The BNP has failed to make a major electoral breakthrough, partly because the anti-immigrant vote was split with UKIP and partly because of a strong, united anti-BNP campaign.
It was, according to British National Party (BNP) propaganda, supposed to be the election that would see the BNP gain its first member of the European parliament, its first London Assembly representative and its first city council. Instead, the party has only managed a small increase in its tally of local councillors, from 17 to 21.
Europe: the UKIP factor
Across Britain, 808,200 people voted for the BNP in the elections to the European parliament, amounting to 4.9% of the vote. Its best results were in the West Midlands and Yorkshire / Humberside where it managed 7.5% and 8.0% respectively. But overall, the expected breakthrough was offset by a surge in support for the UK Independence Party (UKIP).
UKIP had made opposition to immigration a key issue of its campaign. And its most famous candidate, Robert Kilroy-Silk, is well-known for his outspoken views on asylum seekers and Arabs. For some potential BNP voters, UKIP is likely to have been a more respectable way of expressing opposition to immigration. Kilroy-Silk was elected to represent East Midlands in the European parliament. He joins eleven other UKIP candidates who succeeded in becoming MEPs.
Were it not for UKIP sharing anti-immigrant votes with the BNP, it is probable that BNP leader Nick Griffin would have been elected as an MEP in the North-West and Nick Cass elected as a BNP representative for Yorkshire and Humberside. In both of these areas, the BNP would have gained an MEP if a quarter of UKIP’s votes had gone to the BNP.
The votes polled for the BNP in each region for the Euro elections were:
- Yorkshire and Humber: 126,538 (8.0%)
- West Midlands: 107,794 (7.5%)
- East Midlands: 91,860 (6.5%)
- North-West: 134,958 (6.4%)
- North-East: 50,249 (6.4%)
- Eastern: 65,557 (4.3%)
- London: 76,152 (4.0%)
- South-West: 43,653 (3.0%)
- Wales: 27,135 (3.0%)
- South-East: 64,877 (2.9%)
- Scotland: 19,427 (1.7%)
Council elections: no leap forward
In the local elections, the BNP lost councillors in Blackburn, Thurrock, Dudley and Sandwell. It retained its existing number of councillors in Broxbourne, Burnley, Kirklees, Calderdale and Stoke-on-Trent. Only in Bradford and Epping Forest did the BNP break new ground, gaining its first seats on these councils.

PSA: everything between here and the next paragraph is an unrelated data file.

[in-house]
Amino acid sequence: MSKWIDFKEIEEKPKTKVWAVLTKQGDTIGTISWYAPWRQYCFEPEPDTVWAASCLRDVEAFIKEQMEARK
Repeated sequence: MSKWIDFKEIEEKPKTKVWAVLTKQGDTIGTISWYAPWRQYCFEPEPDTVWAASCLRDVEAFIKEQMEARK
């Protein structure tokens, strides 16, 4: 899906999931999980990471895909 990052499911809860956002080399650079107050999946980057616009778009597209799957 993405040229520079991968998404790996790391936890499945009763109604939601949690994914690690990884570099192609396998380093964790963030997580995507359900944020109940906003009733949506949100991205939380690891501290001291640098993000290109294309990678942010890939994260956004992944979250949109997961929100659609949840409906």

In Burnley, where the BNP had hoped to gain control of the council, the party took just one seat, from Labour, while also losing a seat to a revived local Tory party. The BNP was left with a total of six seats on Burnley council, as before.
Vigorous campaigning against the BNP in its key target areas of Oldham, Burnley and Sunderland thwarted potential gains there. In many towns, such as Oldham, the entire council was up for re-election. But Oldham has yet to elect a BNP councillor.
It was only in Epping and Bradford, till now not thought of as BNP territory, that the party picked up gains. In Epping, the BNP pledged to ‘evict Gypsies immediately’ and local Gypsies, some of whom have lived on their own land at Paynes Lane, Lower Nazeing, for fourteen years, may now face eviction.
The BNP’s councillors, following last week’s elections, are:
- Bradford: Angela Clarke (Keighley West), Christopher Kirby (Worth Valley), James Lewthwaite (Wyke) and Arthur Redfearn (Wibsey)
- Broxbourne: Ramon Johns (Rosedale)
- Burnley: Barry Birks (Whittlefield with Ightenhill), Carol Hughes (Gannow), Len Starr (Hapton with Park), Patricia Thompson (Briercliffe), Brian Turner (Cliviger with Worsthorne) and Sharon Wilkinson (Hapton with Park).
- Calderdale: Adrian Marsden (Town), Richard Mulhall (Illingworth and Mixenden) and Geoffrey Wallace (Illingworth and Mixenden)
- Epping Forest: Terence Farr (Loughton Alderton), Patricia Richardson (Loughton Fairmead) and Tom Richardson (Loughton Broadway)
- Kirklees: David Exley (Heckmondwike)
- Sandwell: James Lloyd (Princes End)
- Stoke-on-Trent: Steve Batkin (Longton North) and Mark Leat (Longton North)
London: no seats
The BNP failed to gain any seats in the Greater London Assembly, despite the proportional system of voting. It polled only 90,365 votes (4.7%) in the Assembly vote and the BNP’s mayoral candidate, Julian Leppert, received just 58,405 first preference votes (3%). In both London elections, the BNP came sixth place.